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Selling GreenApril 8, 2009 By: Jena Tesse Fox Travel Agent
What can you and your clients do to save the planet?
The Cuyahoga River, on its way to Lake Erie, used to burn from all of the chemicals that had been dumped into it. The Delaware River was so polluted that boats would emerge to find that the paint on their hulls had been stripped away. America’s highways and byways were lined with litter from passing cars, and even the rain became toxic.
When the Environmental Protection Agency was established in 1970, the country began to take steps toward cleaning up its act and actions. Lady Bird Johnson urged us to “Keep America Beautiful,” and a weeping Native American became a popular symbol of the devastation we had wreaked on the landscape. But after the initial environmental awakening, concerns waned and seemed regulated to a fringe or niche interest until Al Gore woke us up with his devastating book and documentary An Inconvenient Truth. Suddenly, green was cool. It was hip. Most importantly, it was vital to our very survival, and people were finally paying attention. Terms like “carbon footprint” became part of everyday jargon, and global warming was fodder for cocktail conversations.
But how pervasive is the green movement, and how does it affect you as a travel agent—and as a concerned human being? In this issue of Travel Agent, we will examine every aspect of the green movement as it relates to the travel industry—from environmentally friendly hotels and cars, to destinations and resources available to you. Every article in this issue will focus on the environment, and on what you and your clients can do to help save it.
By the Numbers
First, the good news: As environmental rules and regulations take hold, businesses are taking measures to ensure that their carbon footprints are as small as possible. For years now, many hotels have offered their guests the option of reusing towels and sheets rather than using new ones every night. Some hotels have motion sensors in the hallways to dim lights when nobody is around to use them, and LEED certification has become a bragging right for buildings. A recent YPartnership survey revealed that 85 percent of interviewed travelers consider themselves to be “environmentally conscious,” and 40 percent said they would “consider shifting their patronage to a travel service supplier that demonstrates environmental responsibility.”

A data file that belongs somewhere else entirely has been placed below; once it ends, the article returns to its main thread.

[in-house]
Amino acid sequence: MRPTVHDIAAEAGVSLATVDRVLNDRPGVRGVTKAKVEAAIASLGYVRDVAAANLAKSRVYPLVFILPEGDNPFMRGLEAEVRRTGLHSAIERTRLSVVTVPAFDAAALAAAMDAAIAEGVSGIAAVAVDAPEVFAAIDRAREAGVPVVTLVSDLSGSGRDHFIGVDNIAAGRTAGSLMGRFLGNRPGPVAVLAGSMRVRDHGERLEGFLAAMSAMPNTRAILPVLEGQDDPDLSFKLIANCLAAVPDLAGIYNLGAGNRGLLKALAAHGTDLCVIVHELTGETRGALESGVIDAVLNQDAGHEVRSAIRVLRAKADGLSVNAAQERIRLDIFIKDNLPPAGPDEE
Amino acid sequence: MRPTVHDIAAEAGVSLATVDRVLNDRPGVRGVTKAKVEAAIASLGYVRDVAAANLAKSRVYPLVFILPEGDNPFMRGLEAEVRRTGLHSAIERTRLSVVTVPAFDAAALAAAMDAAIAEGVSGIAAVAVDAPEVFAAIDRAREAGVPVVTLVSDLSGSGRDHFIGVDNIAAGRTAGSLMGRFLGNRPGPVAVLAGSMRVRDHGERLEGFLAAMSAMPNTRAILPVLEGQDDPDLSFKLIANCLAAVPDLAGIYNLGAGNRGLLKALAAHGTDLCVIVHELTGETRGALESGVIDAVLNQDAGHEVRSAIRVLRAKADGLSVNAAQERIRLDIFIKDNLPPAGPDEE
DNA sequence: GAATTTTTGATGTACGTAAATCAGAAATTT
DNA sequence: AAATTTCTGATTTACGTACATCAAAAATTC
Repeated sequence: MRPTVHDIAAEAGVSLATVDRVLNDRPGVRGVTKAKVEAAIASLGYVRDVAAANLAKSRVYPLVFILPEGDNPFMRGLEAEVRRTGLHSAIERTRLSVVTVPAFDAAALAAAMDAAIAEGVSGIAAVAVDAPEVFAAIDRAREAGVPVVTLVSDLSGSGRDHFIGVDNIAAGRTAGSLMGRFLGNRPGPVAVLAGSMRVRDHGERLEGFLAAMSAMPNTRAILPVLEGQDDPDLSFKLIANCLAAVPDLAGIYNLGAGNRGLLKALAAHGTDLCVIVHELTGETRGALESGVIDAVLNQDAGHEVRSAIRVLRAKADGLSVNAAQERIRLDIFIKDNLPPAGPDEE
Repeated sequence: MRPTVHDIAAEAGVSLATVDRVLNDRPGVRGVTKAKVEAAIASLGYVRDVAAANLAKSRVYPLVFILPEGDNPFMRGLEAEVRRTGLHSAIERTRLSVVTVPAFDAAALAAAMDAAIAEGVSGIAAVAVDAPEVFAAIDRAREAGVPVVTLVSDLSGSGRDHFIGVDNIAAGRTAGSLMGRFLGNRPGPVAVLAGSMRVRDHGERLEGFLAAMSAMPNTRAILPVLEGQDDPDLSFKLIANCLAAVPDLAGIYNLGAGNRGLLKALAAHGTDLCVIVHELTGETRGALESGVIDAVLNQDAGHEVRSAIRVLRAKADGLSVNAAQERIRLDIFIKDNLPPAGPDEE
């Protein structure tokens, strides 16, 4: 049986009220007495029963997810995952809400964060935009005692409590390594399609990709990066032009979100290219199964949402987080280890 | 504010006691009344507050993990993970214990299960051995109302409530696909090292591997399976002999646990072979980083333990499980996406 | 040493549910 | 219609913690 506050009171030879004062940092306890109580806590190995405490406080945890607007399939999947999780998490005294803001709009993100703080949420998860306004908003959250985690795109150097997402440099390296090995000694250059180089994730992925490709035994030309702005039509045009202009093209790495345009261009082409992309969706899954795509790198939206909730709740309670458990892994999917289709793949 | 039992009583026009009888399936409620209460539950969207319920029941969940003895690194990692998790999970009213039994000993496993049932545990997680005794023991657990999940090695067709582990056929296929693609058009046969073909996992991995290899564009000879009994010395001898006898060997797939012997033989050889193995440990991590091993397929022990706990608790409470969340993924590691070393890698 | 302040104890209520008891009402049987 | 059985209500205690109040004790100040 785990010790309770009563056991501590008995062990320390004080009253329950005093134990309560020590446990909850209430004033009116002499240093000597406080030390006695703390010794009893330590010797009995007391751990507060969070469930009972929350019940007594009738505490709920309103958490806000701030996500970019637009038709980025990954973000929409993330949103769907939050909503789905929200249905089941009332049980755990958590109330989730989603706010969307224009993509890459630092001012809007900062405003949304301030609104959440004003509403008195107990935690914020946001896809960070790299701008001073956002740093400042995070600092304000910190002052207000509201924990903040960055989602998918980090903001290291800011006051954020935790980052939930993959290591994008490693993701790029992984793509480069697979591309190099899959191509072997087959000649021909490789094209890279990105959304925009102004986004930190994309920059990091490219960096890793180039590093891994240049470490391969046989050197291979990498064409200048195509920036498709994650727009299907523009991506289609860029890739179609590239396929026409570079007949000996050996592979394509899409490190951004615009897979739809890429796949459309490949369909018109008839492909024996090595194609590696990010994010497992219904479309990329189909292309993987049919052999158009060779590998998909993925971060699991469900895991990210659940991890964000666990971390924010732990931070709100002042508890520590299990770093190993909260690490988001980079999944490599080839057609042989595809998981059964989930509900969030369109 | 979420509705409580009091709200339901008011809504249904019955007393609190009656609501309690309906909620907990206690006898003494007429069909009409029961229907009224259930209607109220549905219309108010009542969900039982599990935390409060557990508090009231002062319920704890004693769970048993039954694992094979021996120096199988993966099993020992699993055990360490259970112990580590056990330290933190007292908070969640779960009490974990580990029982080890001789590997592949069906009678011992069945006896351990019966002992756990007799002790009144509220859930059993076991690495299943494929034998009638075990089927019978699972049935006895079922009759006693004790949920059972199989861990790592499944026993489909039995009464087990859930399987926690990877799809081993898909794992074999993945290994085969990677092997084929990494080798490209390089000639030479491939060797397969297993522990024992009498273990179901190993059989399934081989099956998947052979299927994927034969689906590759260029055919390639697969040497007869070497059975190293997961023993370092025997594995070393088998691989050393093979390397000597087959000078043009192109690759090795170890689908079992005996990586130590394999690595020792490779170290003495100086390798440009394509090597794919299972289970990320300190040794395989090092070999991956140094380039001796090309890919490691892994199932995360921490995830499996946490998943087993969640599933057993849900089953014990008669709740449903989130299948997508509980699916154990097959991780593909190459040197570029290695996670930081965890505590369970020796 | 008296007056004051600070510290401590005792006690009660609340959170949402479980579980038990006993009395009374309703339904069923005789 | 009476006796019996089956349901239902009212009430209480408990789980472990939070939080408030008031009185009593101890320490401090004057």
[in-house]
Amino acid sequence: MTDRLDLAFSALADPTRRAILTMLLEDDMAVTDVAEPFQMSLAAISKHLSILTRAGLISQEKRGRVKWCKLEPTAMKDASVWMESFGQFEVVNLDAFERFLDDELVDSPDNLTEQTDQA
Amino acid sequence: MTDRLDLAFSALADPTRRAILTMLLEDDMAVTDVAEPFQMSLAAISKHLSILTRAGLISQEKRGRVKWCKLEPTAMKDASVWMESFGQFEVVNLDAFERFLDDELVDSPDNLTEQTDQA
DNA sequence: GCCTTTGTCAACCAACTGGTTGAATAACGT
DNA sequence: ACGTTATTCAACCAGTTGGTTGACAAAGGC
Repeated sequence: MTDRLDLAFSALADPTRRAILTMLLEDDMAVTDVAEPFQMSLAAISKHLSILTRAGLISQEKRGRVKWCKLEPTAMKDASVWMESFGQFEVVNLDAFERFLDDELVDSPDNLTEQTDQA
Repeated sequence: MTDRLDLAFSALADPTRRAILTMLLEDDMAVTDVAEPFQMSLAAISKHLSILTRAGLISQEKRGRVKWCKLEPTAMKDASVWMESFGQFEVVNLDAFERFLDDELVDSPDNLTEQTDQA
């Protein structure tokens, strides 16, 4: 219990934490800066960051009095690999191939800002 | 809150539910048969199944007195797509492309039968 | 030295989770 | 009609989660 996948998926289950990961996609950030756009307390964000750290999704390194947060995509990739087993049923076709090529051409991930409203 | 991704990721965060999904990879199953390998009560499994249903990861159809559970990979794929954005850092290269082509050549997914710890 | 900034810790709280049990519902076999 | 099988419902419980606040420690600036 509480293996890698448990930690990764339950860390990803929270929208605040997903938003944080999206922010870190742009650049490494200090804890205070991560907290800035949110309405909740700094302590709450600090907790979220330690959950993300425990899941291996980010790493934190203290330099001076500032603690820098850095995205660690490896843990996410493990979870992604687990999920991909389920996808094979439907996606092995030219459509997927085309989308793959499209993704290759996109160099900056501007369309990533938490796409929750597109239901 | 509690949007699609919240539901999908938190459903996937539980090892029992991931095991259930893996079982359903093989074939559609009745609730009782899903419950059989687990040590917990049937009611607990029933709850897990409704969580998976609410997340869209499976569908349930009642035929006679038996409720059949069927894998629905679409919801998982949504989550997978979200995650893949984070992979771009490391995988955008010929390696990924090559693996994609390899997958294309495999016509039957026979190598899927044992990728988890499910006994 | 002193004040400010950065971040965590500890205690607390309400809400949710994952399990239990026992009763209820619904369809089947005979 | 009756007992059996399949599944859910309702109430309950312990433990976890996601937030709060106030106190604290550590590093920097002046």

PhoCusWright’s report titled “Going Green: The Business Impact of Environmental Awareness on Travel” is similarly inspiring. “Forty-four percent of U.S. travelers consider the environmental impact to be important to them when planning travel,” the report states, adding that demand for environmental options could let suppliers charge a premium for such products and services. “Nearly one-third of U.S. travelers would pay such premiums,” the report continues. The Travel
Industry Association of America offers some harder numbers in its report “Geotourism: The New Trend In Travel”: 60.8 million travelers are “inclined to select travel companies that protect and preserve a destination’s environment,” 58.5 million would “pay more to use these companies” and 55.1 million classify themselves as “sustainable tourists” or “geotourists.”
But other studies tell a different story. In a recent survey of 180 travel agents by Vacation.com, only 5.1 percent said that their clients had requested environmentally friendly hotel rooms, and even those agents say that most of these requests come from between 5 and 15 percent of their clientele. Only 9.4 percent of reporting agents said that a hotel’s green status affected their decision to book it for a client. As one poster commented on a recent TravelAgentCentral.com poll, “The only kind of green travel that my clients are interested in is the kind that saves them green.”
Translated, these numbers would indicate that while travelers care about the environment, they aren’t making a concerted effort to travel green. In many cases, they may simply be unaware of the options available to them, or they may not understand that green travel can be just as enjoyable, comfortable and even luxurious as regular tourism.
And here is where you come in: By casually mentioning the environmental features of a hotel, cruise or destination, you can raise awareness and make a destination more attractive to a concerned client. For example, Fairmont hotels around the world are popular not only for their luxury and comfort, but for their business-wide dedication to the local environments of each property. Rooms use low-flow showerheads and aerated taps to preserve water, and three of its properties create their own electricity and capture excess heat for the hotel’s use. In fact, Fairmont quite literally wrote the book on environmental responsibility in hotels back in 1990, creating a “Green Guide” to environmental partnerships that is available free to other businesses. Other environmentally conscious hotels offer free parking for guests who arrive in hybrid cars, or provide bicycles for guests to use during their stay.